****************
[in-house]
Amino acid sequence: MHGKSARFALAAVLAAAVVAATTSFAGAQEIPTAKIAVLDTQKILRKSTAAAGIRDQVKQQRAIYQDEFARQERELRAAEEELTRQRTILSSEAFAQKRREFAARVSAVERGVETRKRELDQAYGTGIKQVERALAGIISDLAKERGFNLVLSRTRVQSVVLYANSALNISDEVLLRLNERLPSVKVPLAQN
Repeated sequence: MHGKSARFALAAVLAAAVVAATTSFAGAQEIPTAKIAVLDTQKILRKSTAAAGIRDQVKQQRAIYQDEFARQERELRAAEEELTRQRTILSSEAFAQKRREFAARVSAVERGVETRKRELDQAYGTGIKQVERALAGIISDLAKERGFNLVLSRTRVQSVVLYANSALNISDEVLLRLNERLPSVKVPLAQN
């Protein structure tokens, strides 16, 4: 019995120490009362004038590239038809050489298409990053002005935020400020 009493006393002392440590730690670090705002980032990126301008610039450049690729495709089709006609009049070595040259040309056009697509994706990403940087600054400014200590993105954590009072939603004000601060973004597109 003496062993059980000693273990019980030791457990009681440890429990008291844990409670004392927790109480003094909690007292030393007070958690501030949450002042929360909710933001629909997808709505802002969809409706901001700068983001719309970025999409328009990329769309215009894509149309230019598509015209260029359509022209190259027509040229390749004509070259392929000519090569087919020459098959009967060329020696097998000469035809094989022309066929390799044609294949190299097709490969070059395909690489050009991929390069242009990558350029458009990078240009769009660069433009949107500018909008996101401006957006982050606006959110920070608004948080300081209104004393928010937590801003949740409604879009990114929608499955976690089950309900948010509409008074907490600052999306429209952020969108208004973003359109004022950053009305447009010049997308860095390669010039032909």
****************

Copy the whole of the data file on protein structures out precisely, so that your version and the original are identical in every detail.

[in-house]
Amino acid sequence: MHGKSARFALAAVLAAAVVAATTSFAGAQEIPTAKIAVLDTQKILRKSTAAAGIRDQVKQQRAIYQDEFARQERELRAAEEELTRQRTILSSEAFAQKRREFAARVSAVERGVETRKRELDQAYGTGIKQVERALAGIISDLAKERGFNLVLSRTRVQSVVLYANSALNISDEVLLRLNERLPSVKVPLAQN
Repeated sequence: MHGKSARFALAAVLAAAVVAATTSFAGAQEIPTAKIAVLDTQKILRKSTAAAGIRDQVKQQRAIYQDEFARQERELRAAEEELTRQRTILSSEAFAQKRREFAARVSAVERGVETRKRELDQAYGTGIKQVERALAGIISDLAKERGFNLVLSRTRVQSVVLYANSALNISDEVLLRLNERLPSVKVPLAQN
């Protein structure tokens, strides 16, 4: 019995120490009362004038590239038809050489298409990053002005935020400020 009493006393002392440590730690670090705002980032990126301008610039450049690729495709089709006609009049070595040259040309056009697509994706990403940087600054400014200590993105954590009072939603004000601060973004597109 003496062993059980000693273990019980030791457990009681440890429990008291844990409670004392927790109480003094909690007292030393007070958690501030949450002042929360909710933001629909997808709505802002969809409706901001700068983001719309970025999409328009990329769309215009894509149309230019598509015209260029359509022209190259027509040229390749004509070259392929000519090569087919020459098959009967060329020696097998000469035809094989022309066929390799044609294949190299097709490969070059395909690489050009991929390069242009990558350029458009990078240009769009660069433009949107500018909008996101401006957006982050606006959110920070608004948080300081209104004393928010937590801003949740409604879009990114929608499955976690089950309900948010509409008074907490600052999306429209952020969108208004973003359109004022950053009305447009010049997308860095390669010039032909």